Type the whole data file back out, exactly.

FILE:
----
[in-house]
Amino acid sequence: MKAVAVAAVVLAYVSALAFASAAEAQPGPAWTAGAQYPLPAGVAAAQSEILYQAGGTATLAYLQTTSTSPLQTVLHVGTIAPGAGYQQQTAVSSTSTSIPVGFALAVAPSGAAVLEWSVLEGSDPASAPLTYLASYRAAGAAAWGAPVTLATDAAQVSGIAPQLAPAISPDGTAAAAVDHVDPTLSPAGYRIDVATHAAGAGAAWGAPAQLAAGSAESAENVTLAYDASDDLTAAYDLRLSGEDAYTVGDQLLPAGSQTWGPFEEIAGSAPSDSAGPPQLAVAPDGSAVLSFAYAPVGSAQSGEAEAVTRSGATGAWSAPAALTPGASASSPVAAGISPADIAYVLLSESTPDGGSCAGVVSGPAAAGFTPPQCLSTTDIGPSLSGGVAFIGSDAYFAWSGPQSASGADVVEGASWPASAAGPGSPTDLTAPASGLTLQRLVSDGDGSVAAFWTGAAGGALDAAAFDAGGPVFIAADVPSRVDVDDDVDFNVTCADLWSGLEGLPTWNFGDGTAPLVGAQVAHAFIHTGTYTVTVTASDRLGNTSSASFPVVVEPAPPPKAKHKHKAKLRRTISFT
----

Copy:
[in-house]
Amino acid sequence: MKAVAVAAVVLAYVSALAFASAAEAQPGPAWTAGAQYPLPAGVAAAQSEILYQAGGTATLAYLQTTSTSPLQTVLHVGTIAPGAGYQQQTAVSSTSTSIPVGFALAVAPSGAAVLEWSVLEGSDPASAPLTYLASYRAAGAAAWGAPVTLATDAAQVSGIAPQLAPAISPDGTAAAAVDHVDPTLSPAGYRIDVATHAAGAGAAWGAPAQLAAGSAESAENVTLAYDASDDLTAAYDLRLSGEDAYTVGDQLLPAGSQTWGPFEEIAGSAPSDSAGPPQLAVAPDGSAVLSFAYAPVGSAQSGEAEAVTRSGATGAWSAPAALTPGASASSPVAAGISPADIAYVLLSESTPDGGSCAGVVSGPAAAGFTPPQCLSTTDIGPSLSGGVAFIGSDAYFAWSGPQSASGADVVEGASWPASAAGPGSPTDLTAPASGLTLQRLVSDGDGSVAAFWTGAAGGALDAAAFDAGGPVFIAADVPSRVDVDDDVDFNVTCADLWSGLEGLPTWNFGDGTAPLVGAQVAHAFIHTGTYTVTVTASDRLGNTSSASFPVVVEPAPPPKAKHKHKAKLRRTISFT